I’ve tried to apply this wisdom to the Gospel of my parenting. If I try to do what’s right and people see how it positively impacts my children, then they will want to know my “secrets.”

Yet, the reason I shared a tale about a day where I certainly would not be up for any grand mommy awards with my babysitter is because I do believe it’s important to be authentic and to fess up to the times when we fall short of our parenting ideals. This makes us seem more real, and I think to a lot of people out there who don’t understand attachment parenting or who have had a negative experience with a “holier-than-thou” parent seem to make assumptions about parents who consider themselves natural parents or attachment parents. They think we follow a set of rigid rules. They don’t always realize that what we’re really about is connecting with our child, and that finding that connection may vary from family to family and even from child to child within the same family.

Or they see us as being needy parents who can’t let our kids go – as if “attached” means we can’t quite sever the umbilical cord. Or maybe we’re just granola nut jobs. Or we’re uber moms who just have limitless stores of patience. Some parents who practice this style of parenting do, I believe, have more patience or are better at accepting grace, but not I.

The bottom line is, we need to let others in on the fact that we’re real moms who are far from perfect and are not suggesting that because we do X because we feel it fosters a beautiful, close love-bond with our child or keeps them healthy and safe that if you do Y, we’re saying you don’t have a love-bond with your child and/or you’re putting her safety or health at risk.

Honestly, I shouldn’t even label my parenting style because it’s constantly evolving. There are some things that seem to work with all my kids, but their unique personalities and temperaments are constantly challenging me.

Likewise, in my own parenting journey I’ve realized that you can read a book about parenting with grace or being an attached parent and it can sound rosy and fantastic, but putting it into practice is extremely challenging, especially as your family grows. I never could have imagined barking at my 2-year-old to “get back to bed this very minute,” in my early years of motherhood, but those are the exact words that slipped out of my mouth last night after I nursed her for a long time while holding her baby brother in the crook of my arm and then kissed her sweet head and said I had to go help her sisters get ready for bed and to please stay put and that I’d be back to check on her. I went downstairs, holding her brother close, and found an over-tired 4-year-old and a 7-year-old bouncing off the walls and a sick husband and a dirty kitchen and a dog I’d forgotten to feed.

Then I heard the pitter-patter of those little 2-year-old feet coming to find me, and all I wanted was for her to go to bed without needing to be close to me. I was overwhelmed and over-stretched at that moment. Now that wonderful, sick husband of mine came to the rescue and went and planted himself beside that sleepy toddler until she fell asleep, so I could nurse a baby and then give a 4-year-old a backrub after I read her and her older sister a chapter from our current read-along.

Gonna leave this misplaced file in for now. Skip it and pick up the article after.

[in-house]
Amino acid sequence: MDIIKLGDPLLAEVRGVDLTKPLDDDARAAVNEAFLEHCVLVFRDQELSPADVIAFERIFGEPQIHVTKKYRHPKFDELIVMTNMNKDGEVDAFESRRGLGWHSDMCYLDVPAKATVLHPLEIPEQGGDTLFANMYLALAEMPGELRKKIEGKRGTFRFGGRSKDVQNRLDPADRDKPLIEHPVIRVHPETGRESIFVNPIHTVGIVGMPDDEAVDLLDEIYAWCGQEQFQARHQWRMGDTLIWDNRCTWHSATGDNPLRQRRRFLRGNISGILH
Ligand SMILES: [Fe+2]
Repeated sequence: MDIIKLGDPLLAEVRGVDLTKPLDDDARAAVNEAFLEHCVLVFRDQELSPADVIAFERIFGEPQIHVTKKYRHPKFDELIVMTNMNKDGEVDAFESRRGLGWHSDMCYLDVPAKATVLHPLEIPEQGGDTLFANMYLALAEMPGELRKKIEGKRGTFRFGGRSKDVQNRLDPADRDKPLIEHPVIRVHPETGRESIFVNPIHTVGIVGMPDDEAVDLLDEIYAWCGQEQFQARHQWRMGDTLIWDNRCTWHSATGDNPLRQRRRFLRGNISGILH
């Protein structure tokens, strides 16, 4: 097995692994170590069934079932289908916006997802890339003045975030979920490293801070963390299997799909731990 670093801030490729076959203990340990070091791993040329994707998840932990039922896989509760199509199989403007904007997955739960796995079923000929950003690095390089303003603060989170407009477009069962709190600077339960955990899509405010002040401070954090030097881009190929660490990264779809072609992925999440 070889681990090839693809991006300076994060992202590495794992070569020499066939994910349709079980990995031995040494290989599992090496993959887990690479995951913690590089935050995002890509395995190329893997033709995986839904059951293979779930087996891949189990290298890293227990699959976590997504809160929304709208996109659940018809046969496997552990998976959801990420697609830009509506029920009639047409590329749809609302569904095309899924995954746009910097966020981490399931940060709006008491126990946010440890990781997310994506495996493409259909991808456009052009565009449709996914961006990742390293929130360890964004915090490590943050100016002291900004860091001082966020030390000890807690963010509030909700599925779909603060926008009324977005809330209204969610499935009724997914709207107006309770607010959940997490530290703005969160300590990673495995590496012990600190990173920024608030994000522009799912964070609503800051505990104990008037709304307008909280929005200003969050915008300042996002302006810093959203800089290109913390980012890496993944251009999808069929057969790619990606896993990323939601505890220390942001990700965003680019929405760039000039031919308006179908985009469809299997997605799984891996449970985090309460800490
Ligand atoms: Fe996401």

When my own head finally hit the cloud of softness my baby and I call a bed, I was spent. I wished someone would come rub my back and tell me a magical story. Instead, my little nursling started squawking, so I nursed him again and felt like I couldn’t do anything right anymore. I thought about how it was far easier to be everything to my first baby even though she had the toughest temperament as a young one (boy, is she easy now though!). I just wasn’t stretched so thin. I could get by on a lot less sleep because reading monosyllabic board books and playing peek-a-boo with one child did not monopolize much energy or brain power, but juggling the demands of a growing family does.

Not that I’d trade this crazy, full house for anything. And it’s been such a gift to see my oldest emerge as such an empathetic child who voluntarily helps me make her younger siblings feel loved and connected to this family of ours.

No, I wouldn’t trade the beautiful chaos of my life for anything. Mothering is the toughest job I’ve ever loved.

But having more children has humbled me. It’s made me realize that I’m going to fall short of my idea of parenting perfection all of the time and that I should never judge other parents.

Being gentle with my kids, embracing child-led weaning, pursuing natural childbirth, focusing on positive reinforcement, being compassionate with my children even when they’re driving me absolutely crazy – these are still my personal mothering ideals, but that’s just it. They’re ideals. It’s what I strive for to be an attached, emotionally nurturing mama that meets her kids’ needs and handles refusing their wants in a fair way. Still, I goof up all of the time, but that doesn’t mean I’m going to stop trying to be the kind of parent God designed me to be.

It’s these efforts that I hope other parents might see and be drawn to.

I’m not going to try to win other parents over to my parenting style by putting their own choices down.

Instead, I desire to be a shiny mirror that other parents can look into and see an imperfect but heartfelt mama who longs to be the best mom she can when she can. This is a mama who holds herself to high ideals because that’s what moms do: We long to be the best for our children.

Maybe that’s why parenting is so achingly difficult. We desire to become mothers because we love so much, but our children come along and become demanding teachers who give us hard lessons in exactly how to love. It’s a pruning process, and it’s best to remember the pruning and not just rave about the blossoms.